Apple’s iPhone 6 Plus starts at $300 -- a full $100 more than the smaller iPhone 6. But a new report says the larger phone is barely more expensive to produce, which would make the iPhone 6 Plus a huge financial win for Apple (NASDAQ:APPL).
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Analysts at IHS Technology (NYSE:IHS) estimate that the iPhone 6 costs Apple roughly $200 to manufacture. Meanwhile, they estimate that the iPhone 6 Plus -- which has an additional 0.8 inches of screen -- costs only $15 more to make.
For consumers, however, there’s a much bigger price in jump. The larger phone will set shoppers back $100 more. The iPhone 6 Plus will start at $300 under contract, compared to $200 for the 6. Without a contract, the larger phone will cost $749, versus $649 for the iPhone 6.
“Apple has always been adept at offering higher-end iPhone models with enhanced, desirable features -- and then pricing those versions for maximum profitability,” said Andrew Rassweiler, senior director, cost benchmarking services for IHS. “In the past, the premium versions of iPhone offered higher memory configurations for additional profit. While Apple continues this memory strategy, the company is also taking a similar approach with the iPhone Plus, structuring its pricing to add bottom-line profit on models that have a very desirable feature: a large phablet-sized display.”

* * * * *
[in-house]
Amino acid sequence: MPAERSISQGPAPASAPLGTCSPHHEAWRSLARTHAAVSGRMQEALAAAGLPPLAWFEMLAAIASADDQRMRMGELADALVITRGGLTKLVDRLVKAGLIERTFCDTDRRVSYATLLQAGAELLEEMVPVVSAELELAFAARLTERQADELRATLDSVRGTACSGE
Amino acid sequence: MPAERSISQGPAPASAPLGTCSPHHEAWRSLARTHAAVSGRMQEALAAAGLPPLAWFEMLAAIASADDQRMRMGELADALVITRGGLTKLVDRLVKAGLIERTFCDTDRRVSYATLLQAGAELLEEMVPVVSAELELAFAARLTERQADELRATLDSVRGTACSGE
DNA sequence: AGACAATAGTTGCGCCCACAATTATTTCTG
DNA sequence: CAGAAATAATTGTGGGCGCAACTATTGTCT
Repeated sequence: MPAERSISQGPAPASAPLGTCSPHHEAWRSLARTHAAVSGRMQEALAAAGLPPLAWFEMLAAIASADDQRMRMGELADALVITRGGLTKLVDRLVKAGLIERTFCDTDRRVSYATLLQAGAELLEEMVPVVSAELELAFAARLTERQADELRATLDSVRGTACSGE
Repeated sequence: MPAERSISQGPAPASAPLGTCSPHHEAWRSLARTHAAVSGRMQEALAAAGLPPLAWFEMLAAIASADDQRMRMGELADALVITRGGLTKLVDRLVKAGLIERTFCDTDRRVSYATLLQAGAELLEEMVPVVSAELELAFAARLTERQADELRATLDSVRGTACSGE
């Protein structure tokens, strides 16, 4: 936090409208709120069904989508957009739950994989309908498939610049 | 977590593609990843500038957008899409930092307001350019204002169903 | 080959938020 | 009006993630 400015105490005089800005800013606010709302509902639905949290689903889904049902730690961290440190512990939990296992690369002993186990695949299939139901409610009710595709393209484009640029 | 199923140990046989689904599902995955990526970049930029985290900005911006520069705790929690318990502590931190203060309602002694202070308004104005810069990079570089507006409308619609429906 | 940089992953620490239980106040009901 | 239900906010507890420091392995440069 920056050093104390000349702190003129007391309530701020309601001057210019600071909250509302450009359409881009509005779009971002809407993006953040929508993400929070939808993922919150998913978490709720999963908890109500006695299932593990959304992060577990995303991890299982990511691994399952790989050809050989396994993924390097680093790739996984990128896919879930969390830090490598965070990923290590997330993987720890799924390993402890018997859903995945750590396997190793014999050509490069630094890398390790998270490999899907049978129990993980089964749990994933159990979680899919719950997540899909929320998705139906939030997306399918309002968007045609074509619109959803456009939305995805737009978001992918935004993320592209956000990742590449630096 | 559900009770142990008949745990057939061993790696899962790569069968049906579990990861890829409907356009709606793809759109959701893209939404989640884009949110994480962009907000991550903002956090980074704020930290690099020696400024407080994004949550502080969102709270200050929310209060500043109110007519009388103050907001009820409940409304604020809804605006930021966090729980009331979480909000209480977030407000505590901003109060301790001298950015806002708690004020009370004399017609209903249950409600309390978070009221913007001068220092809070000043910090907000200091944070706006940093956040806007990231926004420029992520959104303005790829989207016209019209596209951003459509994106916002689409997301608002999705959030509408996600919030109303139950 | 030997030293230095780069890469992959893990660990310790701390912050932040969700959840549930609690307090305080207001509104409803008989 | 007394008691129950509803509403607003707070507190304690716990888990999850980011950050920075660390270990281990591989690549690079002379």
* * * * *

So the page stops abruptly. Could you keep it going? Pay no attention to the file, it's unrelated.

On Monday, Apple announced it had sold over 10 million of its new models in the three days after the phones became available. The sales set a new record for the Cupertino-based company. Shares of Apple are up over 27% year-to-date.